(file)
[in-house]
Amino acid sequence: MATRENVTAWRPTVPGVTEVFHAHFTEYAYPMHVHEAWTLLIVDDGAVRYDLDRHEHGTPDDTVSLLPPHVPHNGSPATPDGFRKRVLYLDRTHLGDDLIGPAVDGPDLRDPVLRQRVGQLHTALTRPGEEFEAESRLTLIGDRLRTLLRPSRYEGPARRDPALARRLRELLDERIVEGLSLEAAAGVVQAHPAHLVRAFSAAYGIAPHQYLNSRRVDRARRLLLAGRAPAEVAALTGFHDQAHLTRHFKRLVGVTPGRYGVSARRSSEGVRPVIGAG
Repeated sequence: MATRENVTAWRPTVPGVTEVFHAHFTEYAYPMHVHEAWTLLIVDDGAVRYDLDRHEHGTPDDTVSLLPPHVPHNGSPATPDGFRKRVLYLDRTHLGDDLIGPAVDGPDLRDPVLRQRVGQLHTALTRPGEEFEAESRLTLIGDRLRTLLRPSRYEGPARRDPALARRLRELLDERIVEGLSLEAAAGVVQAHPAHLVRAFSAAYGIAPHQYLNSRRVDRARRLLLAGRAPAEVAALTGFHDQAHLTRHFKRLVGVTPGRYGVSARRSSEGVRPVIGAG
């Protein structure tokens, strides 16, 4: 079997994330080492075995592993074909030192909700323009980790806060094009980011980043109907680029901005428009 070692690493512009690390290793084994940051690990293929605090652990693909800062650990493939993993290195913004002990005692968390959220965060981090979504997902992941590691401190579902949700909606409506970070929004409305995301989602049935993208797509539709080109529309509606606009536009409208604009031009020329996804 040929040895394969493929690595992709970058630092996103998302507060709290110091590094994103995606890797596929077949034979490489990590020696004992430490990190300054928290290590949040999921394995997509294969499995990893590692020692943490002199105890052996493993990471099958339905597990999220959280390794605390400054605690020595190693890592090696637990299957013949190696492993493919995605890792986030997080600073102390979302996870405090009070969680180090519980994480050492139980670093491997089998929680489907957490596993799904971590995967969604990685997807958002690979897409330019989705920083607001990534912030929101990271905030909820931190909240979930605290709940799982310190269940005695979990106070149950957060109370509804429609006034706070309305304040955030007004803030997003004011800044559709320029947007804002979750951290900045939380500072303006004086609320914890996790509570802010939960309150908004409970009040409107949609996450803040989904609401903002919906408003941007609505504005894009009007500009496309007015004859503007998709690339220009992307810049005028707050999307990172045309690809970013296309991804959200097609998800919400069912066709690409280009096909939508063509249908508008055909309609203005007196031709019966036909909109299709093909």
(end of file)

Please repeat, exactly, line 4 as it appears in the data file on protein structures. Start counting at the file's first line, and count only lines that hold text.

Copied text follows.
């Protein structure tokens, strides 16, 4: 079997994330080492075995592993074909030192909700323009980790806060094009980011980043109907680029901005428009 070692690493512009690390290793084994940051690990293929605090652990693909800062650990493939993993290195913004002990005692968390959220965060981090979504997902992941590691401190579902949700909606409506970070929004409305995301989602049935993208797509539709080109529309509606606009536009409208604009031009020329996804 040929040895394969493929690595992709970058630092996103998302507060709290110091590094994103995606890797596929077949034979490489990590020696004992430490990190300054928290290590949040999921394995997509294969499995990893590692020692943490002199105890052996493993990471099958339905597990999220959280390794605390400054605690020595190693890592090696637990299957013949190696492993493919995605890792986030997080600073102390979302996870405090009070969680180090519980994480050492139980670093491997089998929680489907957490596993799904971590995967969604990685997807958002690979897409330019989705920083607001990534912030929101990271905030909820931190909240979930605290709940799982310190269940005695979990106070149950957060109370509804429609006034706070309305304040955030007004803030997003004011800044559709320029947007804002979750951290900045939380500072303006004086609320914890996790509570802010939960309150908004409970009040409107949609996450803040989904609401903002919906408003941007609505504005894009009007500009496309007015004859503007998709690339220009992307810049005028707050999307990172045309690809970013296309991804959200097609998800919400069912066709690409280009096909939508063509249908508008055909309609203005007196031709019966036909909109299709093909």